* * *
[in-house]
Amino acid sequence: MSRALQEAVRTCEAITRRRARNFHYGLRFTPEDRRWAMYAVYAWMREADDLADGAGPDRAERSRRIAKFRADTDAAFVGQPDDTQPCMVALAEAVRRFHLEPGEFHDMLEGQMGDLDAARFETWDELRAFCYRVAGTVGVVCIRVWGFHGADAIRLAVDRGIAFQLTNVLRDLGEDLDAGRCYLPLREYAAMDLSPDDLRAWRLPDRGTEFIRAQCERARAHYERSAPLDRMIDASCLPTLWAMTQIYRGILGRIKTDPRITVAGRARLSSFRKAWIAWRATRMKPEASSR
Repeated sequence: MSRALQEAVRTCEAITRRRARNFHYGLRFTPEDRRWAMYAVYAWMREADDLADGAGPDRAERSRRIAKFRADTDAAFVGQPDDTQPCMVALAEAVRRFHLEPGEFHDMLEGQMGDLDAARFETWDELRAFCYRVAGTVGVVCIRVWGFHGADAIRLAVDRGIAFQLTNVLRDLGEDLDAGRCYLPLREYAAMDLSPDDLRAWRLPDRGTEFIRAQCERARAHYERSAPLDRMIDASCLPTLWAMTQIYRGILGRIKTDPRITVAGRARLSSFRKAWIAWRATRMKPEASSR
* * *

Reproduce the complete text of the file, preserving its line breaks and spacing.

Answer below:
[in-house]
Amino acid sequence: MSRALQEAVRTCEAITRRRARNFHYGLRFTPEDRRWAMYAVYAWMREADDLADGAGPDRAERSRRIAKFRADTDAAFVGQPDDTQPCMVALAEAVRRFHLEPGEFHDMLEGQMGDLDAARFETWDELRAFCYRVAGTVGVVCIRVWGFHGADAIRLAVDRGIAFQLTNVLRDLGEDLDAGRCYLPLREYAAMDLSPDDLRAWRLPDRGTEFIRAQCERARAHYERSAPLDRMIDASCLPTLWAMTQIYRGILGRIKTDPRITVAGRARLSSFRKAWIAWRATRMKPEASSR
Repeated sequence: MSRALQEAVRTCEAITRRRARNFHYGLRFTPEDRRWAMYAVYAWMREADDLADGAGPDRAERSRRIAKFRADTDAAFVGQPDDTQPCMVALAEAVRRFHLEPGEFHDMLEGQMGDLDAARFETWDELRAFCYRVAGTVGVVCIRVWGFHGADAIRLAVDRGIAFQLTNVLRDLGEDLDAGRCYLPLREYAAMDLSPDDLRAWRLPDRGTEFIRAQCERARAHYERSAPLDRMIDASCLPTLWAMTQIYRGILGRIKTDPRITVAGRARLSSFRKAWIAWRATRMKPEASSR